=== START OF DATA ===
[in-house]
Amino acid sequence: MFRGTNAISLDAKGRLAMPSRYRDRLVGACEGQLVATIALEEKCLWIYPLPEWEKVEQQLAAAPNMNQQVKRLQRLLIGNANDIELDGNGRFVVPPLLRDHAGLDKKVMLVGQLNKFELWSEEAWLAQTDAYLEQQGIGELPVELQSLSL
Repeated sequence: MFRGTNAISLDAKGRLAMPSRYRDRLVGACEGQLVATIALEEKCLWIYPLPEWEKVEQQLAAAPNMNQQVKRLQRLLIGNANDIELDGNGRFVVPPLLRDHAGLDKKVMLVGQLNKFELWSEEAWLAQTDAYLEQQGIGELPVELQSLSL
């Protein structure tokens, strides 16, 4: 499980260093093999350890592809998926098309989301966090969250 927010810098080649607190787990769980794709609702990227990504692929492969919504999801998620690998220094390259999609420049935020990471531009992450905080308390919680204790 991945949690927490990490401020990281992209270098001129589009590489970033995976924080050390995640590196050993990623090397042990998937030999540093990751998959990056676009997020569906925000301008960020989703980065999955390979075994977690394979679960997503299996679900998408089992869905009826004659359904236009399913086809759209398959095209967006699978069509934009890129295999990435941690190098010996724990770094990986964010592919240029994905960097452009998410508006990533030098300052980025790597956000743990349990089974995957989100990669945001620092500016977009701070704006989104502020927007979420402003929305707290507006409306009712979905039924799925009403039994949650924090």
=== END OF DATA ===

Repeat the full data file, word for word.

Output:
[in-house]
Amino acid sequence: MFRGTNAISLDAKGRLAMPSRYRDRLVGACEGQLVATIALEEKCLWIYPLPEWEKVEQQLAAAPNMNQQVKRLQRLLIGNANDIELDGNGRFVVPPLLRDHAGLDKKVMLVGQLNKFELWSEEAWLAQTDAYLEQQGIGELPVELQSLSL
Repeated sequence: MFRGTNAISLDAKGRLAMPSRYRDRLVGACEGQLVATIALEEKCLWIYPLPEWEKVEQQLAAAPNMNQQVKRLQRLLIGNANDIELDGNGRFVVPPLLRDHAGLDKKVMLVGQLNKFELWSEEAWLAQTDAYLEQQGIGELPVELQSLSL
């Protein structure tokens, strides 16, 4: 499980260093093999350890592809998926098309989301966090969250 927010810098080649607190787990769980794709609702990227990504692929492969919504999801998620690998220094390259999609420049935020990471531009992450905080308390919680204790 991945949690927490990490401020990281992209270098001129589009590489970033995976924080050390995640590196050993990623090397042990998937030999540093990751998959990056676009997020569906925000301008960020989703980065999955390979075994977690394979679960997503299996679900998408089992869905009826004659359904236009399913086809759209398959095209967006699978069509934009890129295999990435941690190098010996724990770094990986964010592919240029994905960097452009998410508006990533030098300052980025790597956000743990349990089974995957989100990669945001620092500016977009701070704006989104502020927007979420402003929305707290507006409306009712979905039924799925009403039994949650924090």